Cable cuts disrupt Asian internet access

Staff Writer
13 Aug 2009

Asia’s internet traffic was once again disrupted yesterday when a segment of the APCN2 undersea cable network between China and Taiwan suffered a serious cable fault. IDG reported that internet traffic was rerouted onto other undersea cables and slowed internet access for some users in Southeast Asia.

The APCN2 cable is owned by a consortium of 26 telecom operators from 14 different countries. The cable links Singapore, Malaysia, the Philippines, Hong Kong, Taiwan, China, South Korea and Japan.

Meanwhile, Cable & Wireless yesterday reported network traffic was impacted in and out of the region. It reported last night that it logged multiple cable breaks on APCN2, APCN, EAC and SMW3 in Asia Pacific -- specifically, near Taiwan.

Cable & Wireless said in a statement that none of its MPLS network customers were affected by the cable failures. “Traffic within our MPLS core was automatically rerouted via our multiple diverse paths across Asia. We are currently working to restore any of our impacted transmission customers via available bandwidth on our core network.”

IDG reported that the exact cause of the APCN2 fault was not immediately known. An alarm indicated the disruption was caused by a "single point of failure," which suggests a variety of possibilities, including a technical failure or a cable cut, the source said. One cause can apparently be ruled out: Taiwan's Central Weather Bureau did not record signs of seismic activity around the time that the alarm was received.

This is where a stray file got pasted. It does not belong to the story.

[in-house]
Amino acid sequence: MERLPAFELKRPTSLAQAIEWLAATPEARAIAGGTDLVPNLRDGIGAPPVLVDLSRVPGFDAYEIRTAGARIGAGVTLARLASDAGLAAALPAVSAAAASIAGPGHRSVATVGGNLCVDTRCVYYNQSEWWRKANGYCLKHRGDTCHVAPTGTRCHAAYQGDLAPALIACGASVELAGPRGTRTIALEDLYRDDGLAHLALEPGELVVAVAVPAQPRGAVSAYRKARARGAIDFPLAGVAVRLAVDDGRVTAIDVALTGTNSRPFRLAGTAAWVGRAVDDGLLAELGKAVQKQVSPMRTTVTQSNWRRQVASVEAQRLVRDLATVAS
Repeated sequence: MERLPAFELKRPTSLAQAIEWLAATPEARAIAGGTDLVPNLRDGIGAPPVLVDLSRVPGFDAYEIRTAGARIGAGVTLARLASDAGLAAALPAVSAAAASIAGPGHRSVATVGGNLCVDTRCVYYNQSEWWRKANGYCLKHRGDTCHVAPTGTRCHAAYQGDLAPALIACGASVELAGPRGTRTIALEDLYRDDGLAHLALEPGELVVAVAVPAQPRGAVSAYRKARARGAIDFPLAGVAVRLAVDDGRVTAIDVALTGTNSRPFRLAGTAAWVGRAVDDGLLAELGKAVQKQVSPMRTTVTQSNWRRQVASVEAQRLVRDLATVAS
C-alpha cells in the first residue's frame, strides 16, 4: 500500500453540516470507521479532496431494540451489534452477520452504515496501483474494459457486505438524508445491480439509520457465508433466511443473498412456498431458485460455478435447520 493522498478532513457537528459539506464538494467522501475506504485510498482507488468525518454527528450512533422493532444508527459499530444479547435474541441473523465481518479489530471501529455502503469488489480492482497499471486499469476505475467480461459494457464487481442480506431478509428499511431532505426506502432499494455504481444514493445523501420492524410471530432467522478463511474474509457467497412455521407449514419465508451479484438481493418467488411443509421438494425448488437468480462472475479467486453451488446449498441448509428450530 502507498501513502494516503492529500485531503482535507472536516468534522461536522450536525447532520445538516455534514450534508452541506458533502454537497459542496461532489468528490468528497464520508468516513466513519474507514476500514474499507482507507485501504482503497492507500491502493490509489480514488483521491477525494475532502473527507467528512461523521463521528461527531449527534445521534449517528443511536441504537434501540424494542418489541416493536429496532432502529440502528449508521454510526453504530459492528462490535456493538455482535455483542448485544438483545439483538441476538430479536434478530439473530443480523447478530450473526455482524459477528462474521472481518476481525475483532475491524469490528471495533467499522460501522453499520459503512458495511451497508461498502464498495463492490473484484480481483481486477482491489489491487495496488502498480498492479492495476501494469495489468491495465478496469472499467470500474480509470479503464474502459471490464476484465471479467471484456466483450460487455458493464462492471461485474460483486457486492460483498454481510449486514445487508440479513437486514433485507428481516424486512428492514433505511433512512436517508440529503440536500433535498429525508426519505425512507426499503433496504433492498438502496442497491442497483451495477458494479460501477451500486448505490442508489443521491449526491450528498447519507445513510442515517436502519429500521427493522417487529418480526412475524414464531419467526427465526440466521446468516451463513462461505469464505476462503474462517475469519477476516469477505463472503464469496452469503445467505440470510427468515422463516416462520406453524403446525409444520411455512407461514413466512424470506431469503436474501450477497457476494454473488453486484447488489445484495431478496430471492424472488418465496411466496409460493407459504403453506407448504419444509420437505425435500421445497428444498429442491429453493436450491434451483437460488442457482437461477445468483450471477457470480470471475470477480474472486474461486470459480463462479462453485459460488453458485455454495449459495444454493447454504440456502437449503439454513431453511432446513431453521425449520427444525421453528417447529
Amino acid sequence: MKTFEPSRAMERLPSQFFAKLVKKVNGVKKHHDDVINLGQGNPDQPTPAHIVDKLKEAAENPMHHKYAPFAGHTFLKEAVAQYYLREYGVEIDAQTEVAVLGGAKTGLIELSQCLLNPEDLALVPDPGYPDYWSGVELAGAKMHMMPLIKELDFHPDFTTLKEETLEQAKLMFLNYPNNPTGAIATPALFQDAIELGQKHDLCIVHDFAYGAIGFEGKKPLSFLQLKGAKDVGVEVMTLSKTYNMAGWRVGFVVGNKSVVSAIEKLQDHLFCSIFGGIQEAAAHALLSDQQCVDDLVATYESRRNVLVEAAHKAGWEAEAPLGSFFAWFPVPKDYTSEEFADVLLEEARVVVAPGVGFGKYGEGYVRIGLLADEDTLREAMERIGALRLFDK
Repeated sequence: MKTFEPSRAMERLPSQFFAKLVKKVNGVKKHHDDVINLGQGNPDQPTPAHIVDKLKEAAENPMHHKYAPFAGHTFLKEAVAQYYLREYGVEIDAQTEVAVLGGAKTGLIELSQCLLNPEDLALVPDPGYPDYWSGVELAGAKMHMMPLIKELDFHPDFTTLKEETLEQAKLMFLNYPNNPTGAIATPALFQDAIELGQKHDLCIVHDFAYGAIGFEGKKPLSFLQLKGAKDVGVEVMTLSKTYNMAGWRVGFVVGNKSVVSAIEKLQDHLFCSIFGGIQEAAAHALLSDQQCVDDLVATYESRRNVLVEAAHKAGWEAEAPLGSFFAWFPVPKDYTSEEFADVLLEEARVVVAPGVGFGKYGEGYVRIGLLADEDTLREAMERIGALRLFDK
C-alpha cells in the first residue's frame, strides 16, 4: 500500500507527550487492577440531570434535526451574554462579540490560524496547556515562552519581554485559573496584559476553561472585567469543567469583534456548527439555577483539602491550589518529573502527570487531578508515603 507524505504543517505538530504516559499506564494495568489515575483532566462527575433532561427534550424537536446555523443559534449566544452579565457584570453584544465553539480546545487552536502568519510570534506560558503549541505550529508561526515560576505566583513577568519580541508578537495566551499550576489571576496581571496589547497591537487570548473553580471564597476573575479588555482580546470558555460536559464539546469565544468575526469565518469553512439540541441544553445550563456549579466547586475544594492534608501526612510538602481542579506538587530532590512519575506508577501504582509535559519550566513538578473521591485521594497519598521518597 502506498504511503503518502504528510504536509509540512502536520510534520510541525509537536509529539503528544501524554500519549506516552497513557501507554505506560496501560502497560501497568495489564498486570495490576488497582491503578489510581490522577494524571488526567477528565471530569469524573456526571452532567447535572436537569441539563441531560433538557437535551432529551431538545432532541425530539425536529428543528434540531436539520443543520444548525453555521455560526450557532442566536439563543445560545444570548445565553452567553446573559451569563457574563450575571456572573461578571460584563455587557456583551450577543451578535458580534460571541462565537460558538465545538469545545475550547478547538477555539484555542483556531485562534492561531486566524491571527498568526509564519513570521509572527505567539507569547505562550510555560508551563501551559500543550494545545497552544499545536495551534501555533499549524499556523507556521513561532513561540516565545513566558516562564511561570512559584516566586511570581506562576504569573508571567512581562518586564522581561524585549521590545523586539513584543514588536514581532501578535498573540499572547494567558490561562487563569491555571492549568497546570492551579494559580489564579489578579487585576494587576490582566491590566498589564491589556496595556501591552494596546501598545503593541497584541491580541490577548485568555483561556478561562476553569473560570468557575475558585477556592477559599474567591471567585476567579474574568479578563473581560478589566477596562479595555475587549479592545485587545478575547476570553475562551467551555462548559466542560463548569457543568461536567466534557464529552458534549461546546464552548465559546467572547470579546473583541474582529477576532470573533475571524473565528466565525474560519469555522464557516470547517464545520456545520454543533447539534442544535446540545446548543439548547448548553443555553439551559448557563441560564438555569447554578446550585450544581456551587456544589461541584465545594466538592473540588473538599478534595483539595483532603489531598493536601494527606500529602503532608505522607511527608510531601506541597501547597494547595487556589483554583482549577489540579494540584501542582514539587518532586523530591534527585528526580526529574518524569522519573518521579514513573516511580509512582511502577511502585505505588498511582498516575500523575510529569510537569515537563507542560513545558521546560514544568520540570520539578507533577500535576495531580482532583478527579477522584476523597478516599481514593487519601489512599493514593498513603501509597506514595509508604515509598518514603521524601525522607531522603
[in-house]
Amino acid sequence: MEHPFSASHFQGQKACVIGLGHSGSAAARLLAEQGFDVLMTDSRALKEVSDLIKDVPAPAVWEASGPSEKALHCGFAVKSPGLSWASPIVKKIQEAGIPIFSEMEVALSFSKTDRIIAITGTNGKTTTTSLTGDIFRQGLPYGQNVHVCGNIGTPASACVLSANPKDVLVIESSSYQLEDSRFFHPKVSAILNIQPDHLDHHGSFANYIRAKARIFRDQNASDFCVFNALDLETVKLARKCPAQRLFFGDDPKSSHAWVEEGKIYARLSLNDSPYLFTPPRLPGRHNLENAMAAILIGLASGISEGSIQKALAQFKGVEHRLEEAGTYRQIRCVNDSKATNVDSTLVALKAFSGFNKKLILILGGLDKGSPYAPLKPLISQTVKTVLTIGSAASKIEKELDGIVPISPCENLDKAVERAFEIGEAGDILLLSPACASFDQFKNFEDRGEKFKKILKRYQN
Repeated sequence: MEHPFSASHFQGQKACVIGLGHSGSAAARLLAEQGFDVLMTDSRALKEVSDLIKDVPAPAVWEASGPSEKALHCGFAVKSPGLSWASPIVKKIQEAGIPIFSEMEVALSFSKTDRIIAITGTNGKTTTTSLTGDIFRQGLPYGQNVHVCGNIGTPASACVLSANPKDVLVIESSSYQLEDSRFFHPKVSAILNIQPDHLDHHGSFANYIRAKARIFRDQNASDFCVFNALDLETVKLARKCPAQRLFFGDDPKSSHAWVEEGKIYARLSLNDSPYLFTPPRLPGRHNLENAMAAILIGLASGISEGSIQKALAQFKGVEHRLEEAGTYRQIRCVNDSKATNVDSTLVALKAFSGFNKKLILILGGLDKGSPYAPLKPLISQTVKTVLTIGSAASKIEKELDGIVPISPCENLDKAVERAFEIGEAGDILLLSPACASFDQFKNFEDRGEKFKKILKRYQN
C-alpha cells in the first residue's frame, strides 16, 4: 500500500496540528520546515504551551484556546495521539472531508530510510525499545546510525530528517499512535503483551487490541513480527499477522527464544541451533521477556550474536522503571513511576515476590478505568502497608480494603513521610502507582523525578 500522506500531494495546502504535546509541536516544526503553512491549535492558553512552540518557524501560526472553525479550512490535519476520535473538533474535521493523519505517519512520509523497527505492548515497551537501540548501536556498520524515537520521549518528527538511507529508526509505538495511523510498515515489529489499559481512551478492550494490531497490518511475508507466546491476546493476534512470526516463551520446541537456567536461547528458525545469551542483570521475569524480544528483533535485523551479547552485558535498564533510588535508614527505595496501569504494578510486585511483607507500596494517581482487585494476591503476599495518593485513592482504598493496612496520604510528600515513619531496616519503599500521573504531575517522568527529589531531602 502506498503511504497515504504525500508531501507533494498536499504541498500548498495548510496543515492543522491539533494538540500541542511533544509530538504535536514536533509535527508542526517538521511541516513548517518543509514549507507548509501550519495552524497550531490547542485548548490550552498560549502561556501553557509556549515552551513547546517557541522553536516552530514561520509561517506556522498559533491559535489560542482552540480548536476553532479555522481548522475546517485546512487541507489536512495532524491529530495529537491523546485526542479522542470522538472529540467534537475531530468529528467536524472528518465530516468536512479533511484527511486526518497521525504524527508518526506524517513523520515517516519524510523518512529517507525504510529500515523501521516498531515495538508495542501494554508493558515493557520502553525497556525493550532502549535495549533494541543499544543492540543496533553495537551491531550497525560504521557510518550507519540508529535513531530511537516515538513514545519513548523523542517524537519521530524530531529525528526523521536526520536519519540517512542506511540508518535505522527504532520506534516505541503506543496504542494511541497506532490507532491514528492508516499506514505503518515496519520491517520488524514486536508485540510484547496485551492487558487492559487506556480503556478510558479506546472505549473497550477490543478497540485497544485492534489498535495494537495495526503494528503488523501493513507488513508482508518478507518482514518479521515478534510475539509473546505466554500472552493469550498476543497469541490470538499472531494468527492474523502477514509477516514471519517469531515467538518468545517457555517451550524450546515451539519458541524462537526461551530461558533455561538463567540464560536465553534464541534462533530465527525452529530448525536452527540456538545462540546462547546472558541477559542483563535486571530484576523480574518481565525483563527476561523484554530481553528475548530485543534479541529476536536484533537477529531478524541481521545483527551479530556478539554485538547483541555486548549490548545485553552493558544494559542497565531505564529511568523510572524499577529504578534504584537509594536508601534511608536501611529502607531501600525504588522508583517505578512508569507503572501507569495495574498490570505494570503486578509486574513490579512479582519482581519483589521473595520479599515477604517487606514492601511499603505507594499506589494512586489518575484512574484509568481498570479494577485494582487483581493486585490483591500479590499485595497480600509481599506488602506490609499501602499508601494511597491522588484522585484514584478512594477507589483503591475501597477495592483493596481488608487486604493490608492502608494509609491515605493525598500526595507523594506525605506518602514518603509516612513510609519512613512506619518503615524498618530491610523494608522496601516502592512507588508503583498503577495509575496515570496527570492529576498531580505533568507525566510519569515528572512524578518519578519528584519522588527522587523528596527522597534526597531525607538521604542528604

Undersea cables can easily be damaged by natural disasters or other causes. In 2006, a powerful earthquake off the southern coast of Taiwan damaged several cables and slowed Internet access to a crawl for users in Southeast Asia.

SingTel, which is an investor in APCN2, said its users may experience slower Internet access than normal to some US websites, blaming the APCN2 fault on damage caused by Typhoon Morakot.

"The [APCN2] consortium members have started restoration works, and our engineers are in the process of diverting internet traffic to other cable systems. We expect the situation to return to acceptable levels within the next 24 hours," SingTel spokesman Chia Boon Chong, told IDG.

The fault that hit APCN2 on Wednesday follows two other service disruptions that recently hit the network. One disruption affected APCN2 Segment 7, between Hong Kong and Taiwan, and the other affected APCN2 Segment 1, which connects Singapore and Malaysia. However, both of these disruptions were deemed to be "relatively minor" compared to the disruption that took place Wednesday morning, a source said.

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